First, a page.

“Some people call this old-fashioned, but there’s human social interaction here. I wave to people I see on the street. There are little shops here. There’s lot of “good mornings” here. Go a few miles from here, toward, Lisbon, and that’s gone.”
Speaking on overpopulation, do you believe that the coronavirus is God, or the universe’s way of righting some wrongs? That we’ve done enough harm, and here’s the thinning-out process?
For every action, there’s an equal and opposite reaction, right? It’s not always visible to us, but it exists. There is some law somewhere where if you push a thing too far, it will collapse. And it’s collapsed. Coronavirus is one of those actions—the overuse of global travel. It’s too easy and too cheap. We are seduced through advertising, to be somewhere now, but it is up to us to resist.
How much of everything we just discussed weighed on your notion to move from the U.K. to Portugal?
Some days I wonder if I went far enough [laughs]. I wanted to be far away from modern, conventional life. Some people call this old-fashioned, but there’s human social interaction here. I wave to people I see on the street. There are little shops here. There’s lot of “good mornings” here. Go a few miles from here, toward, Lisbon, and that’s gone. Nobody looks at each other. Nobody pays attention to anyone else. I wanted something more real and less self-interested than what I have encountered in most cities. I don’t understand why people are so focused on themselves I the first place. I didn’t want to be like that, and, I really didn’t want to be around people who felt like that. So I got away from an urban environment to live in nature.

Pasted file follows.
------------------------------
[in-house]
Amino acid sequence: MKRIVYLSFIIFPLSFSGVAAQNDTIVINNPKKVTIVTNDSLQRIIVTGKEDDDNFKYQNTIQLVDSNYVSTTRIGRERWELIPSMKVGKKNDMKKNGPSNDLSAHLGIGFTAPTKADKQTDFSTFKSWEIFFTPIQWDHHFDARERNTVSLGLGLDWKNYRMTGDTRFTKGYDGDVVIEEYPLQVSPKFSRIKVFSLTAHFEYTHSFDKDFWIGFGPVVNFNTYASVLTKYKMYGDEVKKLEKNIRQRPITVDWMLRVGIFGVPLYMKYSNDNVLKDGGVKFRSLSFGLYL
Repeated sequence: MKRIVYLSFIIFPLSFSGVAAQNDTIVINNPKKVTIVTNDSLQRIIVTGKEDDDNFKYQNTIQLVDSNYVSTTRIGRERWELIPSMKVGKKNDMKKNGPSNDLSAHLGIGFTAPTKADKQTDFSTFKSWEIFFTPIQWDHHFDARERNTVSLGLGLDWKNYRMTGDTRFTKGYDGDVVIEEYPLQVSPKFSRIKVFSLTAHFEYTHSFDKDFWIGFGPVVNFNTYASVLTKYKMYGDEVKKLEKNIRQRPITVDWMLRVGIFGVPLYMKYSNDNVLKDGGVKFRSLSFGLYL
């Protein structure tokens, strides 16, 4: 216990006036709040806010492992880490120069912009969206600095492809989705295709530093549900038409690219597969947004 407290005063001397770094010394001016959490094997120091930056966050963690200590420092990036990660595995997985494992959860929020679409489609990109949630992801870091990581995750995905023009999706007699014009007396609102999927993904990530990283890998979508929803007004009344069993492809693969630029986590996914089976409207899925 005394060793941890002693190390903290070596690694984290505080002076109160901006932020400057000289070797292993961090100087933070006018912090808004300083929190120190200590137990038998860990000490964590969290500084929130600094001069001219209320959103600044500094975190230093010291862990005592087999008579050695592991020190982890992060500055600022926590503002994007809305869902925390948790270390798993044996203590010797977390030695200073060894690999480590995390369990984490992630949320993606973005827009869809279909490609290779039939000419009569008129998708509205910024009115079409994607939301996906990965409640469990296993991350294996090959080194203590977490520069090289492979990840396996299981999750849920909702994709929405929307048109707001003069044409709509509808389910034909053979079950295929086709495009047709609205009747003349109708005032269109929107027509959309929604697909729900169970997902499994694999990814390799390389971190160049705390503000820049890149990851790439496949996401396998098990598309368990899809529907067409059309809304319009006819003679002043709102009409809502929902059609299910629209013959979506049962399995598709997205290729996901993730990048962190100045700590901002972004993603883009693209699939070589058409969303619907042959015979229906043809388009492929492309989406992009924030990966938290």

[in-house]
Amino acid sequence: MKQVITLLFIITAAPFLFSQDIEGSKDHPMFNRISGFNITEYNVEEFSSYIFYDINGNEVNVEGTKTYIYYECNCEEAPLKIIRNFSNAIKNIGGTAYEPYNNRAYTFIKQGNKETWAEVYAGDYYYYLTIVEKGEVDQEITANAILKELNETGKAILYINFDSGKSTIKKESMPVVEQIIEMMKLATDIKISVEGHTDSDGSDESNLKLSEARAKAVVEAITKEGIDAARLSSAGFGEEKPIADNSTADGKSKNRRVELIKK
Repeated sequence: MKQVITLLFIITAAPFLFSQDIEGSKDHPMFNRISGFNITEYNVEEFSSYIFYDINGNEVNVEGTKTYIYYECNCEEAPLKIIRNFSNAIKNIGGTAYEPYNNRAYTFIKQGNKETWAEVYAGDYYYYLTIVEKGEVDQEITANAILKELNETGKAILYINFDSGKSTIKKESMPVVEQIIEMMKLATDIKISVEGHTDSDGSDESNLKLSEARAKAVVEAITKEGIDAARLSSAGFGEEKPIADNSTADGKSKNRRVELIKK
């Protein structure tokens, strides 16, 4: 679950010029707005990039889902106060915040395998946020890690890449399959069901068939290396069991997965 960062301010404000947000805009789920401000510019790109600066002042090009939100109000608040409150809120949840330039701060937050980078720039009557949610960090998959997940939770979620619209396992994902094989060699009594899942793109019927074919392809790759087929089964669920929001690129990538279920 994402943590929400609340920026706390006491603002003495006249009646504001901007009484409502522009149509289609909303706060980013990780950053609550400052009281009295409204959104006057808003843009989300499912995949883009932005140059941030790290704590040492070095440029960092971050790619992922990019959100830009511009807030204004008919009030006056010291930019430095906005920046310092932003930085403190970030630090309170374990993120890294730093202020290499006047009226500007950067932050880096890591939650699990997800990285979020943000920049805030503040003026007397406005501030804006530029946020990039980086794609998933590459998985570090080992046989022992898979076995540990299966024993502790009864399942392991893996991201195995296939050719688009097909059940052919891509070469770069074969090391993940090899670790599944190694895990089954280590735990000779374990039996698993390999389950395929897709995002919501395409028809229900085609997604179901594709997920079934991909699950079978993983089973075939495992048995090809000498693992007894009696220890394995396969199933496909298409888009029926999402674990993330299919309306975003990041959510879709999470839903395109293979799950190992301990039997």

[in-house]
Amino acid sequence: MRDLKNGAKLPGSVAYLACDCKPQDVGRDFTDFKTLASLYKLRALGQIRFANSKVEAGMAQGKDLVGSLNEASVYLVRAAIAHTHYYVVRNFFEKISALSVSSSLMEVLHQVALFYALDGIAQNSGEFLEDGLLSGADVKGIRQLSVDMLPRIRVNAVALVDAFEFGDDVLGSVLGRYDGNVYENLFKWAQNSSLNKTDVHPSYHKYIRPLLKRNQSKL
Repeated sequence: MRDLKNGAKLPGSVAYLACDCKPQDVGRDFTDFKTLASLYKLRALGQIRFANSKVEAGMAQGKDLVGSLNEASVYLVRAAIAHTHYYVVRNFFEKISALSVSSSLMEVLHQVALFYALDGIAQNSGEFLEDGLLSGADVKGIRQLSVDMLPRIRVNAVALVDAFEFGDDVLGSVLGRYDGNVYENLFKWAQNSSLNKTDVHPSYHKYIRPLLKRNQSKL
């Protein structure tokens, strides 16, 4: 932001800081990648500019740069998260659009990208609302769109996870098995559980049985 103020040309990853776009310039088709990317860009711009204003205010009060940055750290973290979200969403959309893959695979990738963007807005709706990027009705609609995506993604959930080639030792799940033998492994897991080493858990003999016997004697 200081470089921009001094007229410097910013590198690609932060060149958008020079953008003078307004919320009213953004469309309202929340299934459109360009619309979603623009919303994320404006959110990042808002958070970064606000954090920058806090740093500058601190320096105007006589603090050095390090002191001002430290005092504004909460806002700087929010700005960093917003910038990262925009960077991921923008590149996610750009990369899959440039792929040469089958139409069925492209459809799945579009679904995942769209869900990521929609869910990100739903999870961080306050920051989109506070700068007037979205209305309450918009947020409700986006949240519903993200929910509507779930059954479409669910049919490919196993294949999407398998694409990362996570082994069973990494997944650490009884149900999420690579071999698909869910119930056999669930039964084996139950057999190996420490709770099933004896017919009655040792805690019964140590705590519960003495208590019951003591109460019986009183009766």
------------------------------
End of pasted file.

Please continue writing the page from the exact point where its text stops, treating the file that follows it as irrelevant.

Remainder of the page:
You’re pleased to live within nature and be more social, yet Sonic Boom has continued to be pretty much just you, and is nearly all analog synths.
It is. Entirely. I am waiting to mention it to my neighbors though [laughs].
How does the literal and figurative environment seep into this new album? I ask because we spoke around the time you produced Tomboy for Panda Bear, and you mentioned how much the purity of winter affected its sound.
A lot, actually. Even though I started the musical backings when I still lived in the U.K., moving here four years ago, doing mundane things, working at a different pace definitely shifted what I wanted to express, sonically and lyrically. I wanted to convey that which I felt: an environmental wellness. Things that plants do to and for people that people don’t appreciate: I wanted to make an album about that.
Photosynthesis is the very best way.
Yeah, it gave me something worth making a record to say. I also wanted to make it into an album people could relate to, not just be all about me. I don’t have any interest in making many records or leaving a massive catalog behind, so I have to make it count.
You don’t want to dirty up the beaches with all that excess music.
Exactly [laughs]. FL